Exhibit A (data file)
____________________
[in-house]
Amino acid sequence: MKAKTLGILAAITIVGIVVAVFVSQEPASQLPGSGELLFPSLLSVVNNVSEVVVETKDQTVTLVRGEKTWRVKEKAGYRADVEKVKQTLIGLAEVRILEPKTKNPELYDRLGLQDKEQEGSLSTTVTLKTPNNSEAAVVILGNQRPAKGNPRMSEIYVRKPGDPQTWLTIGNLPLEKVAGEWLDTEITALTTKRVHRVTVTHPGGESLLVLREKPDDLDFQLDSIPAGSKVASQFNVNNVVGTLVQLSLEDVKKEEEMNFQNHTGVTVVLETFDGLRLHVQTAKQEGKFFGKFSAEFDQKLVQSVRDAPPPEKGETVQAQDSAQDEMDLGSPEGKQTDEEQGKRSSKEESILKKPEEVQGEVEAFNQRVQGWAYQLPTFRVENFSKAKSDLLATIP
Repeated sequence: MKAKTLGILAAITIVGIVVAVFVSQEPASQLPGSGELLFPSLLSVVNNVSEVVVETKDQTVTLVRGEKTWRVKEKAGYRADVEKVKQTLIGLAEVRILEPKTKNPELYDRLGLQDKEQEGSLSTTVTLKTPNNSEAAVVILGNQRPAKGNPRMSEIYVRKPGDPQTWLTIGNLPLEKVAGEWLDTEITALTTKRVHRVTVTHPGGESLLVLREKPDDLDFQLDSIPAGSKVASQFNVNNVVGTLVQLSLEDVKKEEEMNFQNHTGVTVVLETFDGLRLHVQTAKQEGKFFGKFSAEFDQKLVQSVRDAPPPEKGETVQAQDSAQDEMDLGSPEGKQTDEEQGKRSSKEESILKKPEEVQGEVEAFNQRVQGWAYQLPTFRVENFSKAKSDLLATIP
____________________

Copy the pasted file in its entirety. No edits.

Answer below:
[in-house]
Amino acid sequence: MKAKTLGILAAITIVGIVVAVFVSQEPASQLPGSGELLFPSLLSVVNNVSEVVVETKDQTVTLVRGEKTWRVKEKAGYRADVEKVKQTLIGLAEVRILEPKTKNPELYDRLGLQDKEQEGSLSTTVTLKTPNNSEAAVVILGNQRPAKGNPRMSEIYVRKPGDPQTWLTIGNLPLEKVAGEWLDTEITALTTKRVHRVTVTHPGGESLLVLREKPDDLDFQLDSIPAGSKVASQFNVNNVVGTLVQLSLEDVKKEEEMNFQNHTGVTVVLETFDGLRLHVQTAKQEGKFFGKFSAEFDQKLVQSVRDAPPPEKGETVQAQDSAQDEMDLGSPEGKQTDEEQGKRSSKEESILKKPEEVQGEVEAFNQRVQGWAYQLPTFRVENFSKAKSDLLATIP
Repeated sequence: MKAKTLGILAAITIVGIVVAVFVSQEPASQLPGSGELLFPSLLSVVNNVSEVVVETKDQTVTLVRGEKTWRVKEKAGYRADVEKVKQTLIGLAEVRILEPKTKNPELYDRLGLQDKEQEGSLSTTVTLKTPNNSEAAVVILGNQRPAKGNPRMSEIYVRKPGDPQTWLTIGNLPLEKVAGEWLDTEITALTTKRVHRVTVTHPGGESLLVLREKPDDLDFQLDSIPAGSKVASQFNVNNVVGTLVQLSLEDVKKEEEMNFQNHTGVTVVLETFDGLRLHVQTAKQEGKFFGKFSAEFDQKLVQSVRDAPPPEKGETVQAQDSAQDEMDLGSPEGKQTDEEQGKRSSKEESILKKPEEVQGEVEAFNQRVQGWAYQLPTFRVENFSKAKSDLLATIP